A group of nine scientists have glued themselves to the floor of Volkswagen’s Autostadt facility in Germany to protest climate change.
Unfortunately for members of the ‘Scientific Rebellion’ activist group when it came time to close up for the night, VW locked the doors and switched off the lights and heating.
According to the protestors, the carmaker supported their right to protest but neglected to give them ‘a bowl to urinate and defecate in a decent manner while we are glued.’
As well as gluing themselves to the floor of the showroom – which sits next to the Volkswagen factory in Wolfsburg, some of the activists are undergoing a hunger strike.
Their demands are that the German government move to decarbonise its transport sector in a bid to help fight climate change. They also say that VW – one of the country’s largest carmakers – should do its part in the fight against pollution.
Gianluca Grimalda, one of the glued activists, has taken to Twitter to explain the group’s actions.
‘There is a real link between CO2 emissions and rising global temperatures,’ he said. ‘Decarbonisation is important, and it must happen as fast as possible because the target for net-zero greenhouse gas emissions set through Roadmap 2050 is too far off to have a meaningful impact.’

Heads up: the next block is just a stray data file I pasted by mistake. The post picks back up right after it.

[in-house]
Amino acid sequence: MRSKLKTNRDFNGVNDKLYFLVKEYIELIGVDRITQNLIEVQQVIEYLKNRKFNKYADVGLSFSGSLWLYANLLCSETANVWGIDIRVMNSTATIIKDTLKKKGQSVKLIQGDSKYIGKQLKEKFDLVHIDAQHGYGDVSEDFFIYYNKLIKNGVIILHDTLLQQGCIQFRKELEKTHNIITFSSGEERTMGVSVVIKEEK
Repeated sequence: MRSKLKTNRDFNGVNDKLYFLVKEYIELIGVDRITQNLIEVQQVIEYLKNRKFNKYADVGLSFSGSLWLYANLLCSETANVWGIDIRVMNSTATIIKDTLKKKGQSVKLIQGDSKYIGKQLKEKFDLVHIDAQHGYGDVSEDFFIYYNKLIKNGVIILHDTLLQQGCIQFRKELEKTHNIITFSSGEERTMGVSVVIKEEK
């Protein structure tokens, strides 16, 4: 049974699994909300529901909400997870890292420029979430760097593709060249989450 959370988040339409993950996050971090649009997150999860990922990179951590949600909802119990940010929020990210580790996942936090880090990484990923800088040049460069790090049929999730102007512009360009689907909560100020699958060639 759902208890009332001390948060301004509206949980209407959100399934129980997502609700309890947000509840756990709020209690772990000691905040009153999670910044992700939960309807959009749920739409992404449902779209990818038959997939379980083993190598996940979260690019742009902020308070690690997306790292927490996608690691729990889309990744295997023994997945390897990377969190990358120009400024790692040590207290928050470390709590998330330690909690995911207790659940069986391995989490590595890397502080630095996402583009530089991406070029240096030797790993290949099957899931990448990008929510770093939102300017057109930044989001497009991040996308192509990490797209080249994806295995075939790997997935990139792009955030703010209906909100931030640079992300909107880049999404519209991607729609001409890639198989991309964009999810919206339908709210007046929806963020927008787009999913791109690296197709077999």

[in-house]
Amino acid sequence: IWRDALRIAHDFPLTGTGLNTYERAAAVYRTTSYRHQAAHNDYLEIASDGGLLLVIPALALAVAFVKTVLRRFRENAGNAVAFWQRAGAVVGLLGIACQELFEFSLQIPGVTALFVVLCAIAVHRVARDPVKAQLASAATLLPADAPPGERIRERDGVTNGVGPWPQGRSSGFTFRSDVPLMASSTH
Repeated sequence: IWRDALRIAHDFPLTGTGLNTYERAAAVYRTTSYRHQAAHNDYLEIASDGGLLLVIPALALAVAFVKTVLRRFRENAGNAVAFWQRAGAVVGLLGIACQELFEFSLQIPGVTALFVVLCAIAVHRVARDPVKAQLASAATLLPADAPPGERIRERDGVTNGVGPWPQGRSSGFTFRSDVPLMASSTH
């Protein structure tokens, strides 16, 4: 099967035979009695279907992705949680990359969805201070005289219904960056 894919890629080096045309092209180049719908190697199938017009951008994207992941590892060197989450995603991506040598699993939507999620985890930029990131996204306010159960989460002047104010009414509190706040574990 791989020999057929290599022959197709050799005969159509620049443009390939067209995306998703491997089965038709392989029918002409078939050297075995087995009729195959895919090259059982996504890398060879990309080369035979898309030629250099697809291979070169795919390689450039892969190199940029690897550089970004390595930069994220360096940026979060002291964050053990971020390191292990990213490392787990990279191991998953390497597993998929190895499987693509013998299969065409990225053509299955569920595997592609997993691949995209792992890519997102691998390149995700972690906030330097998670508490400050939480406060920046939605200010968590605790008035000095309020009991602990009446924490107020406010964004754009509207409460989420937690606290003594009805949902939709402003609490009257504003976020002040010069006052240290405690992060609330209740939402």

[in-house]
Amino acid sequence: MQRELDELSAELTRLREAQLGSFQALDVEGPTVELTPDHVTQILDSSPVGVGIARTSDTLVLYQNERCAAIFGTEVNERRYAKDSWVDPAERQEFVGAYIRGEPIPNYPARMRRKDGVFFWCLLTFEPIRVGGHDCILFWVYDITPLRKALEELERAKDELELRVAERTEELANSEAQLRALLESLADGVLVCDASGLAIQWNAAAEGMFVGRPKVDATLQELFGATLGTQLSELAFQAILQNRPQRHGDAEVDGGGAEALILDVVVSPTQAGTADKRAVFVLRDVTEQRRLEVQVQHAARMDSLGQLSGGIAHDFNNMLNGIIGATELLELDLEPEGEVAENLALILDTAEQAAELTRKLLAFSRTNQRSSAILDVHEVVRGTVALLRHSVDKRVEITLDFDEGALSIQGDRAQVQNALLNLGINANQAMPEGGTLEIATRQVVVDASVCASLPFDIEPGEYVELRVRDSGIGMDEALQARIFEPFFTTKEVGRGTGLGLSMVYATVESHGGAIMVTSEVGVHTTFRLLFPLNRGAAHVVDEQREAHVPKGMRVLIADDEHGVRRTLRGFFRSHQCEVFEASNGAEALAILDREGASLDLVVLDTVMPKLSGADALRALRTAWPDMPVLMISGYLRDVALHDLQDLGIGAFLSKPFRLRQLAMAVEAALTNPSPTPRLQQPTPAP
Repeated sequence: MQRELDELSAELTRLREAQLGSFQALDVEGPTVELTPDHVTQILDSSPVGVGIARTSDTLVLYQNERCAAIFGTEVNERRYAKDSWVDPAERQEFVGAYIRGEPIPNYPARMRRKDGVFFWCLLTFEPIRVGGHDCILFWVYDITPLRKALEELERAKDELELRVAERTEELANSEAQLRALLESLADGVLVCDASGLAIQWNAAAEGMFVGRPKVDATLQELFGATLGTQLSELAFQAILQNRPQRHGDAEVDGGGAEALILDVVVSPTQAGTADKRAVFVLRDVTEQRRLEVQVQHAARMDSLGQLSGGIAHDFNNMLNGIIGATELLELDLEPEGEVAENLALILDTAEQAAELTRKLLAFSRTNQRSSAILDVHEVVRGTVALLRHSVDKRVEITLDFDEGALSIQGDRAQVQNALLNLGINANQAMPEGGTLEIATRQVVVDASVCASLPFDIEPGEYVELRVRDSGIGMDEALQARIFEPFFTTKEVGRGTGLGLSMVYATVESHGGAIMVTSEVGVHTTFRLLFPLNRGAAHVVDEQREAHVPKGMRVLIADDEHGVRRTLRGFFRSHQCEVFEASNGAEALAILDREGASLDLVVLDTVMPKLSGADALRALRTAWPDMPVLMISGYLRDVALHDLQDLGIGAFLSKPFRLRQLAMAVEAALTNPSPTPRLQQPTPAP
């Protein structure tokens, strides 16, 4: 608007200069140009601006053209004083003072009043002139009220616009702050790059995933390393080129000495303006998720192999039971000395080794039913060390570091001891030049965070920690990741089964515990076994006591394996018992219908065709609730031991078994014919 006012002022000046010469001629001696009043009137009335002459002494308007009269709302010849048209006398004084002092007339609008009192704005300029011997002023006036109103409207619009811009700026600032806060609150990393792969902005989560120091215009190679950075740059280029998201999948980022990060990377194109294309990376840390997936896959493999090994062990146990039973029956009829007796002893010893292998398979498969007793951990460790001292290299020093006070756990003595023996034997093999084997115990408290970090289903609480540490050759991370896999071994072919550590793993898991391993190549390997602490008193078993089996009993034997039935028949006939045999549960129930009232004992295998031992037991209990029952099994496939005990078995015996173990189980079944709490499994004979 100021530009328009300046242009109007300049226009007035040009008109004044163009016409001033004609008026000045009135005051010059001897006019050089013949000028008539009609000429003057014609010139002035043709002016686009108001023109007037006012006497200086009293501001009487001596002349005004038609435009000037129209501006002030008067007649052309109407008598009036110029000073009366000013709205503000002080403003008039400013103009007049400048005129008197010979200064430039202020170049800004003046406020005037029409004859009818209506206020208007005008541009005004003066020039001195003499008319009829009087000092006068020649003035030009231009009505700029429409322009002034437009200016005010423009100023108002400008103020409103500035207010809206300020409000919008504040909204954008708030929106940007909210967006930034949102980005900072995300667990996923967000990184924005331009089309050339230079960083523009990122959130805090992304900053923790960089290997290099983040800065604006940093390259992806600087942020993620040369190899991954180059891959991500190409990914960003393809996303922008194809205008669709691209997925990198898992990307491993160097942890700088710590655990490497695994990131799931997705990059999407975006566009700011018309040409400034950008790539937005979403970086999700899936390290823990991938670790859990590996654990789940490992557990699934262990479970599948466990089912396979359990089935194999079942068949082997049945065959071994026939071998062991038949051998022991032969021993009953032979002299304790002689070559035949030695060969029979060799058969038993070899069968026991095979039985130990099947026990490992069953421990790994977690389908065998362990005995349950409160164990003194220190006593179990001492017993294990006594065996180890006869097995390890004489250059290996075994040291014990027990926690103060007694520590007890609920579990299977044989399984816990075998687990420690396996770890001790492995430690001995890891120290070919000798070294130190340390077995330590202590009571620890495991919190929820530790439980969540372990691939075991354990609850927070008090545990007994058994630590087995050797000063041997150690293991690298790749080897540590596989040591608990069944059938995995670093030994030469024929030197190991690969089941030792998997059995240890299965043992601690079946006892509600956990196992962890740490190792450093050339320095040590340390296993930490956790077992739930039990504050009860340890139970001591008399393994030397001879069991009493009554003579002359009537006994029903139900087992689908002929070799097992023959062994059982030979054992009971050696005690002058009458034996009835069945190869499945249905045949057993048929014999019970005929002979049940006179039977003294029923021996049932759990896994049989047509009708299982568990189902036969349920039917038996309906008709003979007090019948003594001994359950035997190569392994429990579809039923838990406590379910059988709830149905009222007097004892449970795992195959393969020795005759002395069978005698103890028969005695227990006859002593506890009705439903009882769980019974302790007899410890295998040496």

He also relayed the conditions the protestors are facing in the VW facility – which is set up as a visitor attraction for petrolheads.
‘We can’t order our food, we must use the one provided by Volkswagen,’ he tweeted.
‘Lights off. Random unannounced checks by security guards with bright torches. Police just came in.’
Just a clarification: people in support can get out of the building but then they couldn’t get back in. We can’t order our food, we must use the one provided by Wolkswagen. Lights off. Random unannounced checks by security guards with bright torches. Police just came in.3/
Getting ready for first night of sleep inside the Porsche Pavillion @Autostadt to demand @VW to eventually act to decarbonise the transport sector. 5/ pic.twitter.com/0nSiWYtMvU
In recent years Volkswagen has pushed heavily into electric cars and, last year, was the top-selling maker of EVs in Europe.
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